Breaking down critical differences is simple, with a better idea of how adult and juvenile court systems compare. Explore these contrasting systems more extensively below:
The terminology used within each system differs. Adult defendants are charged with complaints and convicted, while juveniles are petitioned and considered adjudicated delinquents when punished. Sentencing applies to adults while minors receive a disposition to determine consequences.
With so much variation in crimes that adults commit, finding an attorney experienced in one specific practice area is a significant asset in adult court. Legal representation options for minors are more limited, so look for a lawyer who understands family court and juvenile justice systems.
3. Trial and Hearing Locations
Adults are tried in criminal court based on where offenses occur. Legal proceedings take place in city, county, state, or federal courts. In contrast, juvenile cases stay within a state’s family court system unless offenders are found responsible enough to be tried as an adult.
4. Jury Presence
The US Constitution’s Sixth Amendment ensures a fair jury trial for adults unless a settlement or plea agreement is met before proceedings commence. Adult criminal trials are reviewed by a jury of peers, meaning it’s made up of impartial, everyday American citizens. Juvenile crimes preside in family court under one judge, not involving a jury.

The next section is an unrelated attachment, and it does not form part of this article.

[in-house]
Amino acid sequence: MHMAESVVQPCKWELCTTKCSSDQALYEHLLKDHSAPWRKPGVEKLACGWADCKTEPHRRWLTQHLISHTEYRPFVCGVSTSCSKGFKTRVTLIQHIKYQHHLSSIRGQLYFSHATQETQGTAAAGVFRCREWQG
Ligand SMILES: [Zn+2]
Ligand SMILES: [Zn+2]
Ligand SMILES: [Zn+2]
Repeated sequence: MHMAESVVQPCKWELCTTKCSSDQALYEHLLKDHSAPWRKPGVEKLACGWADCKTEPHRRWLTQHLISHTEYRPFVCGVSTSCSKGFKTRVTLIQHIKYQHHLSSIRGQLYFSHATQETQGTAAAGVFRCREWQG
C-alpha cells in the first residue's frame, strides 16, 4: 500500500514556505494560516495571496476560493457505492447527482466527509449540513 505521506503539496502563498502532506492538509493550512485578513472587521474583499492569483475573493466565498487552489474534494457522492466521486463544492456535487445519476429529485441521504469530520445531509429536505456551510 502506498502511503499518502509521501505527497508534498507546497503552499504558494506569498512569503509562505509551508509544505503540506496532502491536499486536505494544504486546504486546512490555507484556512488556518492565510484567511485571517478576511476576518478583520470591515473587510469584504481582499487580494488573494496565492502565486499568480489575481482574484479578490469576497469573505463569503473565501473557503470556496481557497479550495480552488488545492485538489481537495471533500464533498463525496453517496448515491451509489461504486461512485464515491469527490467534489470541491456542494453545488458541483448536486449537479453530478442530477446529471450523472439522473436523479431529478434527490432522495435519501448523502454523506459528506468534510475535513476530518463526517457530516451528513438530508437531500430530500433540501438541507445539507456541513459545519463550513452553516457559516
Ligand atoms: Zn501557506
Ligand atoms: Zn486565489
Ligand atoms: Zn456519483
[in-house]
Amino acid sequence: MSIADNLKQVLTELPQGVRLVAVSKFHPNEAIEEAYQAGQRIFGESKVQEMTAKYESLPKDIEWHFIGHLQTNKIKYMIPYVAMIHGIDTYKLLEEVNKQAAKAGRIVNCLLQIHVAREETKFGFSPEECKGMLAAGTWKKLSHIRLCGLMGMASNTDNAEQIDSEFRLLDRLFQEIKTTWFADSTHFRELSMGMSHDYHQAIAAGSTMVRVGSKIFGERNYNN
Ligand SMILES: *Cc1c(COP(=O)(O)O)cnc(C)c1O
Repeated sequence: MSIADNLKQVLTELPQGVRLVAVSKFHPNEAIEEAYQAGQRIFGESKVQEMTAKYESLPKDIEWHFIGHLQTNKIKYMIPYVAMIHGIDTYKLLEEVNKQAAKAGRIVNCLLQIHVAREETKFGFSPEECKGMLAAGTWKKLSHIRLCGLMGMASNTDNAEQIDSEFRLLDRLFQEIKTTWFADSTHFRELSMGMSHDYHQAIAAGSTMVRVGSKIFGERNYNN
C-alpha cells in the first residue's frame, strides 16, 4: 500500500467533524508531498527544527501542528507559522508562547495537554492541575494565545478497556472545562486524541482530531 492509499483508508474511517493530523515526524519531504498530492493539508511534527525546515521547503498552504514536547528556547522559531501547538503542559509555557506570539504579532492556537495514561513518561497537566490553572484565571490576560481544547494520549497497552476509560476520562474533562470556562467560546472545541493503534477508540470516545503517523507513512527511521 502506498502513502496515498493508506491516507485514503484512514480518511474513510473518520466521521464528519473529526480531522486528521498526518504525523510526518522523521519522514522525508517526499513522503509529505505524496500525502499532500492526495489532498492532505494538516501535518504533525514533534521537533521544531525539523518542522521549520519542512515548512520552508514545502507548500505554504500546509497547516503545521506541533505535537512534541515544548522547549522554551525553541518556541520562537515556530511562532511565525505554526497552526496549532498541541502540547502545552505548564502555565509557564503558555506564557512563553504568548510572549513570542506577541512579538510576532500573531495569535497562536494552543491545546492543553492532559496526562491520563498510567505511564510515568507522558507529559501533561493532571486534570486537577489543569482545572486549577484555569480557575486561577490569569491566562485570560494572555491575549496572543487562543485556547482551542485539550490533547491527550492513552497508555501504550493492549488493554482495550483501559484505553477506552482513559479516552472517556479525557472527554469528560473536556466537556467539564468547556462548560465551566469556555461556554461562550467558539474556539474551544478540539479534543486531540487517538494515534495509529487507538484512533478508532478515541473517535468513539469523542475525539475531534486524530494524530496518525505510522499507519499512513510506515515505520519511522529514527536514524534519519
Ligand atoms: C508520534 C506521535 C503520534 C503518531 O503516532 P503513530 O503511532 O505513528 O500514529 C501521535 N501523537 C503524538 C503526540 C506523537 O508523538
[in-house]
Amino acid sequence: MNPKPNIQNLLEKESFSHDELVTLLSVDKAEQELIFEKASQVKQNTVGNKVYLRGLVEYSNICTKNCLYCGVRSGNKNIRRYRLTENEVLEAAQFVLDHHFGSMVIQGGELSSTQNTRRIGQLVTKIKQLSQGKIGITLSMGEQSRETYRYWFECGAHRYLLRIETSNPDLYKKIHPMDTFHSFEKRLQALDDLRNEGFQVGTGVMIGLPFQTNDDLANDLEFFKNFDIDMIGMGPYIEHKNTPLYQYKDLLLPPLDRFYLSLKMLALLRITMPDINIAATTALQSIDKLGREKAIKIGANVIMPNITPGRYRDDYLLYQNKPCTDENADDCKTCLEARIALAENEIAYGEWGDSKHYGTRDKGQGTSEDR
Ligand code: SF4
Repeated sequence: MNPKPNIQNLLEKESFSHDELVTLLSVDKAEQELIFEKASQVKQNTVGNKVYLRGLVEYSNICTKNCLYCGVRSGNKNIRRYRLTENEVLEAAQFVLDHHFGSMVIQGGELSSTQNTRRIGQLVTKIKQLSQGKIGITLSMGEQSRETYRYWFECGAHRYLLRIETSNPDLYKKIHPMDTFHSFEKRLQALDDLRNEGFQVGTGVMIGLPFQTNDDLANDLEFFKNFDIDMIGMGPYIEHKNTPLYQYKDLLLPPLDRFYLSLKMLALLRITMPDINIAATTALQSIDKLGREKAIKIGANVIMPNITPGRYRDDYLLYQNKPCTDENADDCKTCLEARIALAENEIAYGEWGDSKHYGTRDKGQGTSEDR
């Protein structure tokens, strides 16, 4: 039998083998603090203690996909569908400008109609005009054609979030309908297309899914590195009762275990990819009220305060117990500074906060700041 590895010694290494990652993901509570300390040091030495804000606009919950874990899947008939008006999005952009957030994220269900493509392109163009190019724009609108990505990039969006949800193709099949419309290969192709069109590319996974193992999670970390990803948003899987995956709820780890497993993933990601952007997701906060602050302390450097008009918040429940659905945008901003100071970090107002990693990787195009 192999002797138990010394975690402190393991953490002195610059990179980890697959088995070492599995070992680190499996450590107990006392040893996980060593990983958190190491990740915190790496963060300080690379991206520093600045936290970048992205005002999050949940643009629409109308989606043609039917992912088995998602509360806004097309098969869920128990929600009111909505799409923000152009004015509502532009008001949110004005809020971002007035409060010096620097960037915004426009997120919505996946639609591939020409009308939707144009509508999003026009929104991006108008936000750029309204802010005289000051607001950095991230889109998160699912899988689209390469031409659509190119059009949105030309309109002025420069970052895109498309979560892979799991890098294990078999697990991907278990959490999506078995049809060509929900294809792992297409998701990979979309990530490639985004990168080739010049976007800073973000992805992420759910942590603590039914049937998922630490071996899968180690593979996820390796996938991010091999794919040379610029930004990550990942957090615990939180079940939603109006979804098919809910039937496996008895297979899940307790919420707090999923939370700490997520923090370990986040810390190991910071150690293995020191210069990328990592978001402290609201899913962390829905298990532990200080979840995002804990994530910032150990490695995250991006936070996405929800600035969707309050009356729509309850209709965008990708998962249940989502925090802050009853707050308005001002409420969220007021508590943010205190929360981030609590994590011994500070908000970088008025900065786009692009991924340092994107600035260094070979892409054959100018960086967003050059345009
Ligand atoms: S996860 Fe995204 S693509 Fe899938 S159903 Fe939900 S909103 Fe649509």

5. Open vs. Closed Proceedings
Another Sixth Amendment stipulation is the right to public proceedings. This privilege does not cover crimes involving minors and only applies in the adult criminal system.
Consequences rendered in each case also starkly contrast. As mentioned earlier, adult punishment is called sentencing, while minors go through a disposition to determine the outcome.
The juvenile justice system focuses on rehabilitative tactics, such as court-mandated therapy, drug or alcohol counseling, and in-patient mental health treatments instead of harsh punishment. Adult sentences are more severe, ranging from financial restitution to long-term incarceration. Check out examples of expected consequences for adult and minor crimes below.
After adult convictions, sentencing can include:
- Community service
- Suspended sentences
- Drug and alcohol rehabilitation
- Mental healthcare facilities
- Short-term incarceration
- Long-term or life sentences
- Capital punishment (in some states)
Typical Juvenile Punishments
Juvenile crimes are primarily dealt with through rehabilitation instead of intense criminal punishment. Common consequences are:
- Community service
- Fines or restitution
- Home confinement
- Diversion programs
- Juvenile detention facilities
- Foster care or group homes
- Adult prison